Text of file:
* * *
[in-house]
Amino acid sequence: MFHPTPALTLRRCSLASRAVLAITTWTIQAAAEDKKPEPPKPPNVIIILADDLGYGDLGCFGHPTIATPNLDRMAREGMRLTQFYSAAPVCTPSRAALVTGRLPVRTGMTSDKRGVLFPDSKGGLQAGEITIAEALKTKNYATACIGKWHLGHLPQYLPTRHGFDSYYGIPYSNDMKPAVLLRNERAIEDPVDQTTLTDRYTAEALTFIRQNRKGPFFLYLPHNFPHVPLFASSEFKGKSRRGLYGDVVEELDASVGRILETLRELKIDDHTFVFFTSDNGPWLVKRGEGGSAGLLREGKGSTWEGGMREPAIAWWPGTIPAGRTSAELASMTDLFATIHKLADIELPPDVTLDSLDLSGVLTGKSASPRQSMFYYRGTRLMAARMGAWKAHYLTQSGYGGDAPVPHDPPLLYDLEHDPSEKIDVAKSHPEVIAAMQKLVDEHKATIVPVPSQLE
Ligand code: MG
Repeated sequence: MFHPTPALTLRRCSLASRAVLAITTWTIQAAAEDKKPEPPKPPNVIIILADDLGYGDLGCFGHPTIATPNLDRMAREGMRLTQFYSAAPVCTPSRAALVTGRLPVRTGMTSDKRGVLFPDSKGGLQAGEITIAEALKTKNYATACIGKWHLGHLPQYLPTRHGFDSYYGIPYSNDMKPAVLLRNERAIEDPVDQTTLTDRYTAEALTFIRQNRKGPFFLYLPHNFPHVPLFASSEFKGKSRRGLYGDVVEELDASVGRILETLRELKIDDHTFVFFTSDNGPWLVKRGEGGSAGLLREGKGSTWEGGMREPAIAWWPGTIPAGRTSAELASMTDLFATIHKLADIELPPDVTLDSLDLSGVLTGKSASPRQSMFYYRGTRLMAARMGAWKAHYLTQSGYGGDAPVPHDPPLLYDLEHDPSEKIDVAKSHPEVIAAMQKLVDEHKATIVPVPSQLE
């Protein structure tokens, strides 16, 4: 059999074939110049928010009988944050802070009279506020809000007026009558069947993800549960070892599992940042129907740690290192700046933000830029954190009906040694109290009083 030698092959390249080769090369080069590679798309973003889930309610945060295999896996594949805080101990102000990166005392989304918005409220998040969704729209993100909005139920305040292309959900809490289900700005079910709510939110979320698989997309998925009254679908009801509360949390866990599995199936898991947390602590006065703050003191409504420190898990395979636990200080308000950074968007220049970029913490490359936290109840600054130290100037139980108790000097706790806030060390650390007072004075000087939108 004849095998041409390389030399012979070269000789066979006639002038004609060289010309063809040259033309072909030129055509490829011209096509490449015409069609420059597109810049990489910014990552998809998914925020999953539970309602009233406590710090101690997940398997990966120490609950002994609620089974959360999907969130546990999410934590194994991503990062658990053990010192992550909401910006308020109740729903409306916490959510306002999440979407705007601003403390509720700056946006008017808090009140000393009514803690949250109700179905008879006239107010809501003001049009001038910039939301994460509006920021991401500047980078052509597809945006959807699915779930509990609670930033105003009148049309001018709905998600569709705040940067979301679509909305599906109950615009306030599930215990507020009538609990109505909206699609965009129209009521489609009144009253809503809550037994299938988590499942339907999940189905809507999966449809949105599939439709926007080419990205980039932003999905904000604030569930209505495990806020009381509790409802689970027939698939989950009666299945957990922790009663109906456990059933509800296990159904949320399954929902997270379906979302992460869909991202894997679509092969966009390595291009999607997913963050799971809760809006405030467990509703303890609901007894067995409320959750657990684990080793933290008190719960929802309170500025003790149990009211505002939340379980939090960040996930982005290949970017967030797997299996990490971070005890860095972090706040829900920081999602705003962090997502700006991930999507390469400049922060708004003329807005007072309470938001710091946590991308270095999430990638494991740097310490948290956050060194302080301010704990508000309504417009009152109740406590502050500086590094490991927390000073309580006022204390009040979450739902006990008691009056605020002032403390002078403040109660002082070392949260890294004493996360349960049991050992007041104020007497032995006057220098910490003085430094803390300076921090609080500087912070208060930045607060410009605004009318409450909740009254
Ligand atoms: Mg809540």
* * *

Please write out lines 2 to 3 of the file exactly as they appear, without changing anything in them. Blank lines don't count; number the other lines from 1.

Amino acid sequence: MFHPTPALTLRRCSLASRAVLAITTWTIQAAAEDKKPEPPKPPNVIIILADDLGYGDLGCFGHPTIATPNLDRMAREGMRLTQFYSAAPVCTPSRAALVTGRLPVRTGMTSDKRGVLFPDSKGGLQAGEITIAEALKTKNYATACIGKWHLGHLPQYLPTRHGFDSYYGIPYSNDMKPAVLLRNERAIEDPVDQTTLTDRYTAEALTFIRQNRKGPFFLYLPHNFPHVPLFASSEFKGKSRRGLYGDVVEELDASVGRILETLRELKIDDHTFVFFTSDNGPWLVKRGEGGSAGLLREGKGSTWEGGMREPAIAWWPGTIPAGRTSAELASMTDLFATIHKLADIELPPDVTLDSLDLSGVLTGKSASPRQSMFYYRGTRLMAARMGAWKAHYLTQSGYGGDAPVPHDPPLLYDLEHDPSEKIDVAKSHPEVIAAMQKLVDEHKATIVPVPSQLE
Ligand code: MG